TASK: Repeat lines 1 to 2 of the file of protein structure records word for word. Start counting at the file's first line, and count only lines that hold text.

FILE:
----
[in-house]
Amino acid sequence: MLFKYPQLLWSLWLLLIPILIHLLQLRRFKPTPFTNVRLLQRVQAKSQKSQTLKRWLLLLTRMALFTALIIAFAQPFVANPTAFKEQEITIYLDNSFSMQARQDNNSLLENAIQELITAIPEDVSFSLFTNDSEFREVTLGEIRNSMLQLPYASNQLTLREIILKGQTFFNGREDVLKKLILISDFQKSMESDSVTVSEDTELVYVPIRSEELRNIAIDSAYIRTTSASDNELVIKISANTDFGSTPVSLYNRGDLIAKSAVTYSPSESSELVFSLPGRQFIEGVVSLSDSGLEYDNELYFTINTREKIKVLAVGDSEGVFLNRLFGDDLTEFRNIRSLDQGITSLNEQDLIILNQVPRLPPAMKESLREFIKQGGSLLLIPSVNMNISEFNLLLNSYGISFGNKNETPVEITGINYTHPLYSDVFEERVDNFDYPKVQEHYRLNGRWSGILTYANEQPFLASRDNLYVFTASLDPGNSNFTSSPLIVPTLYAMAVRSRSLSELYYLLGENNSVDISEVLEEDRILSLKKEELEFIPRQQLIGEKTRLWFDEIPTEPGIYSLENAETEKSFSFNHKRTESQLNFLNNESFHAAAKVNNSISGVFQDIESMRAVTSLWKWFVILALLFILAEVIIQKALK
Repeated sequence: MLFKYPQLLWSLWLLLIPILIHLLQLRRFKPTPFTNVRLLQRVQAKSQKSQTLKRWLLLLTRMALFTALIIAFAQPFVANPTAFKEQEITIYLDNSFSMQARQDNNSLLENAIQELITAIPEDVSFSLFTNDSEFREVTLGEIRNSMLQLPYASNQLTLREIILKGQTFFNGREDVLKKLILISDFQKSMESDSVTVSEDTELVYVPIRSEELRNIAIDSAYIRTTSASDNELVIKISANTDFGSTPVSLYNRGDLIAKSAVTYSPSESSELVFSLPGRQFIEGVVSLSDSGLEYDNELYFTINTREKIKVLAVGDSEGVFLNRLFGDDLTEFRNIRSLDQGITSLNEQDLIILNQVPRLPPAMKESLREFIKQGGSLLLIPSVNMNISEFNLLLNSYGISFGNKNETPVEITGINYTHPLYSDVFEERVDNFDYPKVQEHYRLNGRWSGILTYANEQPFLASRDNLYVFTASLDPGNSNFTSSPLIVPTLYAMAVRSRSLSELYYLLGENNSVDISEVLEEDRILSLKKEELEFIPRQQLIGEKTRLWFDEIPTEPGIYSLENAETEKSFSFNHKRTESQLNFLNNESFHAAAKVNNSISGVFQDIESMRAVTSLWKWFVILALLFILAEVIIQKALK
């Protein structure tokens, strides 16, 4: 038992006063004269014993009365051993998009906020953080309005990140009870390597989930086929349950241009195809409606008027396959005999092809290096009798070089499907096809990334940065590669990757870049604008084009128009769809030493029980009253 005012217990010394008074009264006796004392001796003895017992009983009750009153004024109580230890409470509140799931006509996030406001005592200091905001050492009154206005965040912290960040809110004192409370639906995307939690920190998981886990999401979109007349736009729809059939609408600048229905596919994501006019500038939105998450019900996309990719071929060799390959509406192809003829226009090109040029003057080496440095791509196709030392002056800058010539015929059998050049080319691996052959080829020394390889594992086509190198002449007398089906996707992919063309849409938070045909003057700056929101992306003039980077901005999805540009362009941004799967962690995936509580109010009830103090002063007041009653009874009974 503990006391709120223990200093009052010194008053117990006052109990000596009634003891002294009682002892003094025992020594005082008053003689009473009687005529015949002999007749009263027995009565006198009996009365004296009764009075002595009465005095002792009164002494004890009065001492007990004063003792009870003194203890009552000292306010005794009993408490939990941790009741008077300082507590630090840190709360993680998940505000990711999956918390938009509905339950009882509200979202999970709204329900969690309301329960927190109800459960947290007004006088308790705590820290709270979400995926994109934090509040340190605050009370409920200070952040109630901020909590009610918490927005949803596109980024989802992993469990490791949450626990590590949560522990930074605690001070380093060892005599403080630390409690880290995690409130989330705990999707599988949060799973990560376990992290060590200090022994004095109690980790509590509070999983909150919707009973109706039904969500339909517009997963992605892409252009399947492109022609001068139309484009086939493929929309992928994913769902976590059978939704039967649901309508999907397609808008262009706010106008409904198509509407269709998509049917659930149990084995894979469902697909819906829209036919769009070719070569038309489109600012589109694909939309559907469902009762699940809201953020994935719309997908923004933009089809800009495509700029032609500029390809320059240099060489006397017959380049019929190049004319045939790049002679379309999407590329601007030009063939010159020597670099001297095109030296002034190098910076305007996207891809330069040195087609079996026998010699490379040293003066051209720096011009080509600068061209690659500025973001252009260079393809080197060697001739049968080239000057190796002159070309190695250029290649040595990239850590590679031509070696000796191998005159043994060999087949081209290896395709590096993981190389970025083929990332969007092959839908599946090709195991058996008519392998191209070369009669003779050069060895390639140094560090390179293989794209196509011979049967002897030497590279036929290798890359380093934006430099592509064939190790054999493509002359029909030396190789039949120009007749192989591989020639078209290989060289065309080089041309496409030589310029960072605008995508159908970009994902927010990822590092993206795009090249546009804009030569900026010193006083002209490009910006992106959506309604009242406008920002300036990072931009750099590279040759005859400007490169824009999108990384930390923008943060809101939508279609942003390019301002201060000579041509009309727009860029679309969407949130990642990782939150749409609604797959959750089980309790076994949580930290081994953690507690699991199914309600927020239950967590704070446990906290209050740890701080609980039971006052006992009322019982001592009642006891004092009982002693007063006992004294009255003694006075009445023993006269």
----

[in-house]
Amino acid sequence: MLFKYPQLLWSLWLLLIPILIHLLQLRRFKPTPFTNVRLLQRVQAKSQKSQTLKRWLLLLTRMALFTALIIAFAQPFVANPTAFKEQEITIYLDNSFSMQARQDNNSLLENAIQELITAIPEDVSFSLFTNDSEFREVTLGEIRNSMLQLPYASNQLTLREIILKGQTFFNGREDVLKKLILISDFQKSMESDSVTVSEDTELVYVPIRSEELRNIAIDSAYIRTTSASDNELVIKISANTDFGSTPVSLYNRGDLIAKSAVTYSPSESSELVFSLPGRQFIEGVVSLSDSGLEYDNELYFTINTREKIKVLAVGDSEGVFLNRLFGDDLTEFRNIRSLDQGITSLNEQDLIILNQVPRLPPAMKESLREFIKQGGSLLLIPSVNMNISEFNLLLNSYGISFGNKNETPVEITGINYTHPLYSDVFEERVDNFDYPKVQEHYRLNGRWSGILTYANEQPFLASRDNLYVFTASLDPGNSNFTSSPLIVPTLYAMAVRSRSLSELYYLLGENNSVDISEVLEEDRILSLKKEELEFIPRQQLIGEKTRLWFDEIPTEPGIYSLENAETEKSFSFNHKRTESQLNFLNNESFHAAAKVNNSISGVFQDIESMRAVTSLWKWFVILALLFILAEVIIQKALK